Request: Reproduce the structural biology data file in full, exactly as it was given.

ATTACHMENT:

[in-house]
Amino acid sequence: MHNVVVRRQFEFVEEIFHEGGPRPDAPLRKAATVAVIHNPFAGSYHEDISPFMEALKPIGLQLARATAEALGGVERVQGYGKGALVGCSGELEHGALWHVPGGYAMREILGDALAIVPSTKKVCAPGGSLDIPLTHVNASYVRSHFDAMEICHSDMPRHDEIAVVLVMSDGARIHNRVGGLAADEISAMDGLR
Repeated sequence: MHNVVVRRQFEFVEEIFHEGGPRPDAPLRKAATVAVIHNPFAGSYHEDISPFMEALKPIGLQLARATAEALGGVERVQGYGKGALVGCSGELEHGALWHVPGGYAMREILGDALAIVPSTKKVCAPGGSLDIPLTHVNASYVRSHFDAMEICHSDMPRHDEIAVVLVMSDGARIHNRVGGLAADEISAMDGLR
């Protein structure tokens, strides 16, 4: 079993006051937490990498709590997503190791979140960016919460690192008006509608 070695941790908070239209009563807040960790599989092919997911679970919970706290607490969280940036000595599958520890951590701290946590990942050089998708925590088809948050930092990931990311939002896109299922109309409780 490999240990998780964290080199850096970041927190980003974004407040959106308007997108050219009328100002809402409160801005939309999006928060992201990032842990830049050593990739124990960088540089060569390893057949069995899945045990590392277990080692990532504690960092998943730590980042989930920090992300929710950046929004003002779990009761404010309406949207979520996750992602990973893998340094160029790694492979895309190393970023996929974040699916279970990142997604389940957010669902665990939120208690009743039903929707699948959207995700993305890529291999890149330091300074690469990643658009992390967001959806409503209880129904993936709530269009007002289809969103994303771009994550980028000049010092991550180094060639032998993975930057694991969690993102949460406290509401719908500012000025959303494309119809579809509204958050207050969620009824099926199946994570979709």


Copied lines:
[in-house]
Amino acid sequence: MHNVVVRRQFEFVEEIFHEGGPRPDAPLRKAATVAVIHNPFAGSYHEDISPFMEALKPIGLQLARATAEALGGVERVQGYGKGALVGCSGELEHGALWHVPGGYAMREILGDALAIVPSTKKVCAPGGSLDIPLTHVNASYVRSHFDAMEICHSDMPRHDEIAVVLVMSDGARIHNRVGGLAADEISAMDGLR
Repeated sequence: MHNVVVRRQFEFVEEIFHEGGPRPDAPLRKAATVAVIHNPFAGSYHEDISPFMEALKPIGLQLARATAEALGGVERVQGYGKGALVGCSGELEHGALWHVPGGYAMREILGDALAIVPSTKKVCAPGGSLDIPLTHVNASYVRSHFDAMEICHSDMPRHDEIAVVLVMSDGARIHNRVGGLAADEISAMDGLR
């Protein structure tokens, strides 16, 4: 079993006051937490990498709590997503190791979140960016919460690192008006509608 070695941790908070239209009563807040960790599989092919997911679970919970706290607490969280940036000595599958520890951590701290946590990942050089998708925590088809948050930092990931990311939002896109299922109309409780 490999240990998780964290080199850096970041927190980003974004407040959106308007997108050219009328100002809402409160801005939309999006928060992201990032842990830049050593990739124990960088540089060569390893057949069995899945045990590392277990080692990532504690960092998943730590980042989930920090992300929710950046929004003002779990009761404010309406949207979520996750992602990973893998340094160029790694492979895309190393970023996929974040699916279970990142997604389940957010669902665990939120208690009743039903929707699948959207995700993305890529291999890149330091300074690469990643658009992390967001959806409503209880129904993936709530269009007002289809969103994303771009994550980028000049010092991550180094060639032998993975930057694991969690993102949460406290509401719908500012000025959303494309119809579809509204958050207050969620009824099926199946994570979709």